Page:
Aster family (Asteraceae)
Description: This herbaceous perennial plant is 2-3½' tall. Sometimes it is slender and little branched, while at other times it branches frequently, creating a bushy appearance. The slender stems usually have lines of fine white hairs. The alternate leaves are linear and have smooth margins. The larger leaves have 3 conspicuous veins, although the smaller ones usually have only a single conspicuous vein. They are up to 4" long and 3/8" across, or slightly wider. Sometimes there are a few white hairs near the base of the leaves and along the central vein on the underside. There are clusters of small composite flowers at the apex of the plant and many of the upper side stems. These flower clusters are usually rather flat-headed, but they sometimes assume a round-headed appearance. Each composite flower is yellow, consisting of about 21-35 disk florets and ray florets (when considered together). It is only about 1/8" across – smaller than the composite flowers of other goldenrods.
These compound flowers often bloom gradually, rather than simultaneously, with older flowers turning brown while younger flowers are still in the bud stage. The blooming period is late summer to early fall, and lasts about 1 month. Sometimes there is a mild floral scent. The root system is fibrous, and new plants develop vegetatively from rhizomes. Overall, Grass-Leaved Goldenrod is rather variable across different localities.
Cultivation: The preference is full sun and moist conditions. However, this plant tolerates drier conditions, and can be surprisingly drought tolerant. The soil should contain high amounts of organic matter; some varieties of this plant also grow in moist sandy soil. Powdery mildew seems to bother this goldenrod less often than many others. It is easy to grow, but can spread aggressively in moist sunny places.
Range & Habitat: Grass-Leaved Goldenrod occurs occasionally in most counties of Illinois (see Distribution Map), where this plant is native. However, it can be locally common in some wetlands areas. Habitats include moist black soil prairies, edges of marshes, sandy pannes between dunes, calcareous seeps, borders of lakes, abandoned fields, and ditches along railroads. Grass-Leaved Goldenrod occasionally occurs in drier habitats, but it has greater trouble competing with other forbs, such as Solidago canadensis (Canada Goldenrod), in such places.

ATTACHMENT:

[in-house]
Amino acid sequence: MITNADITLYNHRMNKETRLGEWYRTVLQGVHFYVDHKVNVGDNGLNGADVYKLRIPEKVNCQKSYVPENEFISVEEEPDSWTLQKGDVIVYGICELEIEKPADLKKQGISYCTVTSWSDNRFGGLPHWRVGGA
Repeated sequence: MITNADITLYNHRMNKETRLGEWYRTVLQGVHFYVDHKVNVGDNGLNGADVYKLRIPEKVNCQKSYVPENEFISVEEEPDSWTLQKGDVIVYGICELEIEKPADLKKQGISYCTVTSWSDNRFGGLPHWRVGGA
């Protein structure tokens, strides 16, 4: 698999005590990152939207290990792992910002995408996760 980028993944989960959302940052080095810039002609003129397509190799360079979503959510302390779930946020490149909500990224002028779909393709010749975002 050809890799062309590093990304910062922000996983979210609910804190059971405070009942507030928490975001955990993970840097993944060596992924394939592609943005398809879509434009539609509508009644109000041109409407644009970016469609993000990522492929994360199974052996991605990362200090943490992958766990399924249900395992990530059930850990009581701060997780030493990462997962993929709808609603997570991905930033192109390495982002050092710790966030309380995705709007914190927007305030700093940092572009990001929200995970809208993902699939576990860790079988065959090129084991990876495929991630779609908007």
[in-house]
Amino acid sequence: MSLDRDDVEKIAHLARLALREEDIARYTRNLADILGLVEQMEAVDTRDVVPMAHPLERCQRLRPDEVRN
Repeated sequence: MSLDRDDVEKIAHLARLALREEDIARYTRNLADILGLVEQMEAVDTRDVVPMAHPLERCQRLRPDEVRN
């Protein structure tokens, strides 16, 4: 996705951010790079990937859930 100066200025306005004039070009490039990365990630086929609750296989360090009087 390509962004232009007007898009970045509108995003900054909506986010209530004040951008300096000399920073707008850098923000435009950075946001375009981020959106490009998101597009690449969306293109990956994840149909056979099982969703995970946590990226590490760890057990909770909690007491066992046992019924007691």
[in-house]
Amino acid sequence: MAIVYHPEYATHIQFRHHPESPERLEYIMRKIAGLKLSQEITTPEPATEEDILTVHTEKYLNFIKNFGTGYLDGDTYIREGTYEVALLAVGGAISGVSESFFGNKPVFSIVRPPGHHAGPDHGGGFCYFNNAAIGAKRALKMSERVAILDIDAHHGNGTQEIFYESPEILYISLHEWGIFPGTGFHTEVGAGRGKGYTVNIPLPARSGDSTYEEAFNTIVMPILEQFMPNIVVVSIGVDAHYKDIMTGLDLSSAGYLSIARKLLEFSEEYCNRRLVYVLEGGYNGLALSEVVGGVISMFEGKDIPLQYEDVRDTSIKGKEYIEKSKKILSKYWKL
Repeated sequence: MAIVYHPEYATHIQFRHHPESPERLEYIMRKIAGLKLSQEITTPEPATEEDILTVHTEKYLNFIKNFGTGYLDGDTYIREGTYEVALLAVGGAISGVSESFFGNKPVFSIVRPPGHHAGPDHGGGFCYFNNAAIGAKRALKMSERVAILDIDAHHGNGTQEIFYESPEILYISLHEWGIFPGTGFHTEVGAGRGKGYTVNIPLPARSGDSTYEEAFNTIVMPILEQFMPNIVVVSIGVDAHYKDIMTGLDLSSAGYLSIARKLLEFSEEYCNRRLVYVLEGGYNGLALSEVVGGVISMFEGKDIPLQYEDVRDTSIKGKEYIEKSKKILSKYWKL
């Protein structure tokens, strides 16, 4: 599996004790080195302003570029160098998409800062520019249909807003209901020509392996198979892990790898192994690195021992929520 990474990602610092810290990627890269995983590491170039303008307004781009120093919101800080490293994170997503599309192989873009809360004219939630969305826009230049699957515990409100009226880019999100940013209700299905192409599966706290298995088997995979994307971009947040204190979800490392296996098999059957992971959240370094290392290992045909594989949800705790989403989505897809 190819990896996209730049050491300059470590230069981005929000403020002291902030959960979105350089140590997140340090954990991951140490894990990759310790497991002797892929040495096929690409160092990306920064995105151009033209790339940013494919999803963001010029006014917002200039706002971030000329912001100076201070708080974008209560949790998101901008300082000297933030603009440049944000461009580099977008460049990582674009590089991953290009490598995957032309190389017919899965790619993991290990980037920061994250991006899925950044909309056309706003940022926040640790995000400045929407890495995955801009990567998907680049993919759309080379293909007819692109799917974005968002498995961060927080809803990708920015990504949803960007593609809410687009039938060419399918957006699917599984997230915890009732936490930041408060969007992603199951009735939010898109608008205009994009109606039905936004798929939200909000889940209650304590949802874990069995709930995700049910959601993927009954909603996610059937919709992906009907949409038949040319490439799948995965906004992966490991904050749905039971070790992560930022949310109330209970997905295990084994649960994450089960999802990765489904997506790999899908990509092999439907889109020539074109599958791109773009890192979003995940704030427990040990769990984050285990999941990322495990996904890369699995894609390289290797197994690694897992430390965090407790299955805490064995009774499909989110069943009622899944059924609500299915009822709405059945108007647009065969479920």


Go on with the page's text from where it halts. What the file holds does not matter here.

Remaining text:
Faunal Associations: The small flowers attract many kinds of insects, including long-tongued bees, short-tongued bees, wasps, flies, butterflies, moths, and beetles. Various wasps and a few beetle species, such as Chauliognathus pennsylvanicus (Goldenrod Soldier Beetle) and Epicauta pensylvanica (Black Blister Beetle), seem to be especially attracted to the flowers. The caterpillars of several species of moths eat various parts of this and other goldenrods (see Moth Table). The seeds are eaten by the Eastern Goldfinch and Swamp Sparrow to a limited extent, while the foliage is occasionally consumed in limited amounts by the Greater Prairie Chicken, Cottontail Rabbit, and White-Tailed Deer.
Photographic Location: The photographs were taken at Meadowbrook Park in Urbana, Illinois.
Comments: Grass-Leaved Goldenrod has more slender leaves than other goldenrods in Illinois, except for Euthamia gymnospermoides (Plains Grass-Leaved Goldenrod). However, there is only a single conspicuous vein in the largest leaves of this latter species, its stems are hairless, it has only 12-20 disk and ray florets in a compound flower (when considered together), and it is usually more branched and bushy in appearance. Grass-Leaved Goldenrod also differs from the latter species by preferring more soggy habitats.